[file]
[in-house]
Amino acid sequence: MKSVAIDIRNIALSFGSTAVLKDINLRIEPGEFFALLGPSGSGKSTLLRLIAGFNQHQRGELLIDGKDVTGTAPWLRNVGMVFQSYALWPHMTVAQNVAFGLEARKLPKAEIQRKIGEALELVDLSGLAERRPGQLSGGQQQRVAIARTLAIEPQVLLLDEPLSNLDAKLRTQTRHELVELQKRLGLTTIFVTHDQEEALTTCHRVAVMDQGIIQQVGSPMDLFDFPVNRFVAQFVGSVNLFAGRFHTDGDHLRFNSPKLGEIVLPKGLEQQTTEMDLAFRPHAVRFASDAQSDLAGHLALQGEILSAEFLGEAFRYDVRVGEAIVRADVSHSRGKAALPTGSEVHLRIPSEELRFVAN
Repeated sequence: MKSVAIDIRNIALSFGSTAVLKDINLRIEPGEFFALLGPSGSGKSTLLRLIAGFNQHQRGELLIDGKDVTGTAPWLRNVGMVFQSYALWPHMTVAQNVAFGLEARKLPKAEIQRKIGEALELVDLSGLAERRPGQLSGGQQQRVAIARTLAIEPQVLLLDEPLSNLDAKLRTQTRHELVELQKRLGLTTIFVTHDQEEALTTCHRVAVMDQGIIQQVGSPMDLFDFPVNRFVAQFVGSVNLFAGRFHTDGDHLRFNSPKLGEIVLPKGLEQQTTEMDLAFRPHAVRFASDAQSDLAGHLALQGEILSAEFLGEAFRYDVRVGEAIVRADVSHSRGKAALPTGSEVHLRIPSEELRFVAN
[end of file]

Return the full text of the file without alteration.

[in-house]
Amino acid sequence: MKSVAIDIRNIALSFGSTAVLKDINLRIEPGEFFALLGPSGSGKSTLLRLIAGFNQHQRGELLIDGKDVTGTAPWLRNVGMVFQSYALWPHMTVAQNVAFGLEARKLPKAEIQRKIGEALELVDLSGLAERRPGQLSGGQQQRVAIARTLAIEPQVLLLDEPLSNLDAKLRTQTRHELVELQKRLGLTTIFVTHDQEEALTTCHRVAVMDQGIIQQVGSPMDLFDFPVNRFVAQFVGSVNLFAGRFHTDGDHLRFNSPKLGEIVLPKGLEQQTTEMDLAFRPHAVRFASDAQSDLAGHLALQGEILSAEFLGEAFRYDVRVGEAIVRADVSHSRGKAALPTGSEVHLRIPSEELRFVAN
Repeated sequence: MKSVAIDIRNIALSFGSTAVLKDINLRIEPGEFFALLGPSGSGKSTLLRLIAGFNQHQRGELLIDGKDVTGTAPWLRNVGMVFQSYALWPHMTVAQNVAFGLEARKLPKAEIQRKIGEALELVDLSGLAERRPGQLSGGQQQRVAIARTLAIEPQVLLLDEPLSNLDAKLRTQTRHELVELQKRLGLTTIFVTHDQEEALTTCHRVAVMDQGIIQQVGSPMDLFDFPVNRFVAQFVGSVNLFAGRFHTDGDHLRFNSPKLGEIVLPKGLEQQTTEMDLAFRPHAVRFASDAQSDLAGHLALQGEILSAEFLGEAFRYDVRVGEAIVRADVSHSRGKAALPTGSEVHLRIPSEELRFVAN